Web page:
About 176 species of mosquitoes are found in the U.S., and over 3,000 species are known worldwide. In the United States, only some of the 176 species of mosquitoes are important as carriers of disease, but many others are important nuisance species, which greatly impact the quality of life for individuals. Of the 200 different species of mosquitoes found in the U.S., the majority of them reside in areas that are wetlands or have a seasonal pools and pools.
There are approximately 200 different species of mosquitoes that live in the United States, they inhabit a particular habitat, they have a unique behavior, and they bite a variety of types of animals. While all mosquitoes require standing water in order to reproduce, the various species of mosquitoes are found in a variety of habitats. While mosquitoes love water, you will find more living around standing water than in lakes and streams.
Mosquitoes thrive in areas of slow-moving or stagnant water, and also in forests, swamps, and tall grasses. Mosquito populations can be controlled, in part, by eliminating sources of standing water that offer perfect mosquito breeding sites.
The probability of transmission can be reduced by using mosquito repellent, long clothes covering arms and legs, screens on doors and windows, and insecticide-treated mosquito nets. There are a number of ways to prevent mosquito bites, including using mosquito repellent and wearing proper clothes when outdoors.
Not all mosquitoes spread disease, and you will not be ill with each mosquito bite, but it is important to be sure that you are aware of mosquitoes, the diseases that they can spread, and how to prevent a mosquito bite from occurring in the first place. It only takes a few infected mosquitoes to cause a community-wide outbreak, and you and your family are at risk for getting sick.
More countries are becoming malaria-free, a blood disease contracted by biting on an infected mosquito. Malaria, one of the best-known diseases that is exclusive to mosquitoes, killed about 438,000 people worldwide in 2015. Bites from these insects are more dangerous to humans than any other animal; mosquitoes kill hundreds of thousands of people every year around the world, while infecting millions of others.
Because mosquitoes can live inside, they eat the blood of humans and animals, so they are everywhere you go. Although they do eat the blood of their hosts, mosquitoes do not live in the hosts body like, say, lice. Only adult female mosquitoes bite people and other animals for a blood meal, at which point they lay eggs in or around water, starting the cycle all over again.
Female mosquitoes are the ones who bite, as they require blood proteins for their eggs to develop. In many species, a female needs the nutrients in the blood meal before she produces eggs, while in many other species, getting nutrients in the blood meal allows a mosquito to produce multiple eggs. For most species, a pupa must bypass vertebrate physiological responses in order to get a blood meal.
A technique called spiking means the mosquito does not simply siphon off as much blood as needed from one source — it takes several meals from several sources. While male mosquitoes eat nectar alone, females require a meal of blood in order to make viable eggs to hatch. Only female mosquitoes bite because they require blood meals in order to produce eggs, however, both male and female mosquitoes eat plant saps for their overall nutrition needs.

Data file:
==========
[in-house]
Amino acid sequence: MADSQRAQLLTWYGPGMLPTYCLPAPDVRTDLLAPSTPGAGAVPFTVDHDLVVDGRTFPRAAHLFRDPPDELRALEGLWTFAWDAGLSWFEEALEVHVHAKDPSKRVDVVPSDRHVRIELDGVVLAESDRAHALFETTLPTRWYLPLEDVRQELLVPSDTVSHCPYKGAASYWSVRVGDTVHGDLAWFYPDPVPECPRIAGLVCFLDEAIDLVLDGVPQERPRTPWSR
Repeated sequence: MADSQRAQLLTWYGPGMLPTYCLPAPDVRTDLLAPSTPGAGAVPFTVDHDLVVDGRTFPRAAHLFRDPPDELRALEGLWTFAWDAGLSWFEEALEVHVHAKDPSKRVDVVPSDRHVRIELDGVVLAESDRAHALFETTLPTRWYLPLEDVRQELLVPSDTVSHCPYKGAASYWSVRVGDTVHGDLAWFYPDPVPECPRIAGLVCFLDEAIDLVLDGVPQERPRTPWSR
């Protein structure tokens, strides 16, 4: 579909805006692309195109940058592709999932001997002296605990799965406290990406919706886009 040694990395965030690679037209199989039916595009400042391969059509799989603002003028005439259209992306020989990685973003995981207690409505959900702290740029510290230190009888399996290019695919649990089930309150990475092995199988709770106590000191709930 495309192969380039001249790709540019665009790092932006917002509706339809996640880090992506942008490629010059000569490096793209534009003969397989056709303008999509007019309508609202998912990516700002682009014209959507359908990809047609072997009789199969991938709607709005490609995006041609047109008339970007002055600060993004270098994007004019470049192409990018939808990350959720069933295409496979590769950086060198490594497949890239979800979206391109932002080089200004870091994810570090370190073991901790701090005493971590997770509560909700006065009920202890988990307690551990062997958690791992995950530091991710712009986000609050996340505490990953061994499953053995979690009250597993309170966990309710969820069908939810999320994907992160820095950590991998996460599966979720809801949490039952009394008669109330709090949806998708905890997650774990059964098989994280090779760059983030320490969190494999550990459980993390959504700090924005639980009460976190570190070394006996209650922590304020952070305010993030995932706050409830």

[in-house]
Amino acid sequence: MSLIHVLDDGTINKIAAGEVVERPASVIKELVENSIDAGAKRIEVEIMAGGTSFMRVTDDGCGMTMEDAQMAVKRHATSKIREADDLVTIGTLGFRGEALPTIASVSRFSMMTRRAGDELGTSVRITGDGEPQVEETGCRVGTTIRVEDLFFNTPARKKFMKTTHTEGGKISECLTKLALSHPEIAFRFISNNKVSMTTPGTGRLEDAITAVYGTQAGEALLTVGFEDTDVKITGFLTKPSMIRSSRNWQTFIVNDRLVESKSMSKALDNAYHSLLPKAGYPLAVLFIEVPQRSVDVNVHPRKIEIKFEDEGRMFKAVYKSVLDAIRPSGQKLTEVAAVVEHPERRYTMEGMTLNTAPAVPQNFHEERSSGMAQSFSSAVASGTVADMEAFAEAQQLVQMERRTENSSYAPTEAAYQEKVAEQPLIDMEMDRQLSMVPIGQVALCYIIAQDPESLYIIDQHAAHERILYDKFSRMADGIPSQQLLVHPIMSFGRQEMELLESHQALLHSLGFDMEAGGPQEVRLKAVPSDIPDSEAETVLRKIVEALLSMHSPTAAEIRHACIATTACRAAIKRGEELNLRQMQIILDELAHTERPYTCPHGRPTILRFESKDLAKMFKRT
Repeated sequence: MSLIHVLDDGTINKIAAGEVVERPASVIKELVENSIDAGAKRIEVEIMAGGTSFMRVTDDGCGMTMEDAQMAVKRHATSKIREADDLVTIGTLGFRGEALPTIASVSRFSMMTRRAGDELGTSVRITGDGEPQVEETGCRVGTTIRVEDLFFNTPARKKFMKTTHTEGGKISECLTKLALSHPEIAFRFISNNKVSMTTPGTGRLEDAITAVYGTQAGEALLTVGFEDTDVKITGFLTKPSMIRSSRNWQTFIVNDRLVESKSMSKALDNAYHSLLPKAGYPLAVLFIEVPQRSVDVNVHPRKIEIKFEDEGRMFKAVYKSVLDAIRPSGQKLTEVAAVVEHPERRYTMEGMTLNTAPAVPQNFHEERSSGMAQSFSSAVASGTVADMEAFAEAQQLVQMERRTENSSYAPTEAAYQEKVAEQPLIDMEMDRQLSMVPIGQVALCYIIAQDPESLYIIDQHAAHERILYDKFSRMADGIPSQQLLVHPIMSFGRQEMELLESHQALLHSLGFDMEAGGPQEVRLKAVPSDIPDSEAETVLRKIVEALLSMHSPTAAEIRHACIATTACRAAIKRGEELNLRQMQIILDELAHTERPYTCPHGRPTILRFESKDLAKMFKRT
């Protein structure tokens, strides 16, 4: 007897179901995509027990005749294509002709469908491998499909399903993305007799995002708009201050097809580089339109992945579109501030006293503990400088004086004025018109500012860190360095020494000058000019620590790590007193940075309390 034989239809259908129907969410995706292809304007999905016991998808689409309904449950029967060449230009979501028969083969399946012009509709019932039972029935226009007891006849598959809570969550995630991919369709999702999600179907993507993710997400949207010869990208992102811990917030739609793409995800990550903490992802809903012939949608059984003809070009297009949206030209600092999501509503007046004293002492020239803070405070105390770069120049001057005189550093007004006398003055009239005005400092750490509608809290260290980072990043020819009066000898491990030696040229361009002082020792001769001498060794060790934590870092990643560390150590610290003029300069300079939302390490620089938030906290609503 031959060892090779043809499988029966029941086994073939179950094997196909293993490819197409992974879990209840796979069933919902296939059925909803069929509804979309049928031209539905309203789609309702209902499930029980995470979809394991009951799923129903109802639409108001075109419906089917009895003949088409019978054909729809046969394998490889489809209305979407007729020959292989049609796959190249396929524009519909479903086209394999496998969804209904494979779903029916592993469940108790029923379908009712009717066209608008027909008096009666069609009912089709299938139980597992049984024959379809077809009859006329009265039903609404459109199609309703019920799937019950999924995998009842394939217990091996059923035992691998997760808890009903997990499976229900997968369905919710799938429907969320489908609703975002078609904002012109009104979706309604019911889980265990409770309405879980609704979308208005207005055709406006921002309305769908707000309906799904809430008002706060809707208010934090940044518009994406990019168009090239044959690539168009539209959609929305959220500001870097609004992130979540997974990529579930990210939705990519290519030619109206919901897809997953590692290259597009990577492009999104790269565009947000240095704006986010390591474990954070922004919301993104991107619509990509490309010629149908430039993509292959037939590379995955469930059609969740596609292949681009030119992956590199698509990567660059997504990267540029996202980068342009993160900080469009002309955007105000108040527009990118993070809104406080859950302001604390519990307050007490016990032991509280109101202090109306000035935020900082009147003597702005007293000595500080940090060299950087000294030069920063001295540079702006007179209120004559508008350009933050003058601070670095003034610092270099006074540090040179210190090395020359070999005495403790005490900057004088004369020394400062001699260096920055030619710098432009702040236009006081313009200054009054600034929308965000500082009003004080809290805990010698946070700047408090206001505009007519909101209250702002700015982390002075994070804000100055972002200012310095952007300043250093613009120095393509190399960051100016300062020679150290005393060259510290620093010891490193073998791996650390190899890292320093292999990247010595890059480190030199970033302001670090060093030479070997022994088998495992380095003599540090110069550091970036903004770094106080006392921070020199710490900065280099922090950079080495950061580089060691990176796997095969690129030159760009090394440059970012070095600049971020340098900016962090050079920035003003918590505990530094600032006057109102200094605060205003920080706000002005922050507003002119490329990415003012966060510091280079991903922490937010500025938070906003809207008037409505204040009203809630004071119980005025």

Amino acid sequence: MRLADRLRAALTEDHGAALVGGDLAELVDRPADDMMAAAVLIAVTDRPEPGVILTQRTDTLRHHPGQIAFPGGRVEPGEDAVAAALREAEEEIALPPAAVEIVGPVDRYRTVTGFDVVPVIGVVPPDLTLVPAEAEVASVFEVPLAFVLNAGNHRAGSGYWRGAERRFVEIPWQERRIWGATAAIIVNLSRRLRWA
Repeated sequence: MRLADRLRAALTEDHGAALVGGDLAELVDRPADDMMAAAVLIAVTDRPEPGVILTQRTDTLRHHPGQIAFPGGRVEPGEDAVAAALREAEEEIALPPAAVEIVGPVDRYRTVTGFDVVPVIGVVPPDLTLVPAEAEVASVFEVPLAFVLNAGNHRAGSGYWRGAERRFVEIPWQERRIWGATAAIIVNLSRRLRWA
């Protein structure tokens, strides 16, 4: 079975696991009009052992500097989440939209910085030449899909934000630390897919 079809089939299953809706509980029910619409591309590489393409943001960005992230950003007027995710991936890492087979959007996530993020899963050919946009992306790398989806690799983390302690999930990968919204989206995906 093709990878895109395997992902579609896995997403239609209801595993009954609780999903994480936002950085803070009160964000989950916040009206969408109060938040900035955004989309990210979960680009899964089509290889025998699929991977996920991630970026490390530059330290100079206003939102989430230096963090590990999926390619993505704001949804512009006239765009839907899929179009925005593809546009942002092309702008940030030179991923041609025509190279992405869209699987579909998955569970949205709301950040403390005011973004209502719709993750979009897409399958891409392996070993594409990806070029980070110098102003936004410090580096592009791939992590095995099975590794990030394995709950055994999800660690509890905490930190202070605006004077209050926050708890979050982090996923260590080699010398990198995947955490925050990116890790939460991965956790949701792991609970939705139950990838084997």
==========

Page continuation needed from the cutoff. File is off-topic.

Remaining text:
Male mosquitoes only survive 6 to 7 days on average, feed mostly on plant nectar, and will not eat a blood meal. Adult mosquitoes will live for approximately 2 to 4 weeks, depending on species, humidity, temperature, and other factors. Once the mosquito hatches, it may survive anywhere between two to four weeks, depending on conditions.
In other cases, like yellow fever and dengue, a virus gets into a mosquito when it feeds on an infected person, and is transmitted through mosquito saliva to the next victim. Entomologists check several samples of insects for viruses. Mosquitoes can not only transmit diseases affecting humans, they also can spread a number of diseases and parasites to which dogs and horses are highly susceptible.
Mosquitoes are considered vectors, meaning that they can carry disease-causing organisms from human to animal. Mosquitoes can live indoors and outdoors, and they may bite during the day or at night, depending on the mosquito species. Male mosquitoes do not bite people, but when the females drink our blood to develop eggs, they can carry viruses and parasites that cause diseases such as West Nile, malaria, dengue fever, and Zika.
Typically, male and female mosquitoes both feed on nectar, the sweet dew from an aphid, and plant juices, but in many species, females have mouthparts adapted for puncturing animal hosts skins and sucking out their blood as ectoparasites. Pupae in most species, like all arthropods that feed on blood, have mechanisms for efficiently blocking the haemostasis system using their saliva, which contains a mix of secreted proteins.
After engorgement is complete, the mosquitoes pull back the oral parts of the artificial blood meal, often remaining stationary for some time to expel excess fluid. We noted that full engorgement (significant abdominal swelling from imbibing blood) occurs only in female mosquitoes feeding on blood, while in female nectar-feeding mosquitoes imbibe much less (volume of typical nectar vs. blood meal Ae.
A more severe consequence of certain mosquito bites can be the transmission of severe diseases and viruses, such as malaria, dengue, Zika, and West Nile viruses, that may cause disabling and possibly fatal effects (such as encephalitis, meningitis, and microcephaly).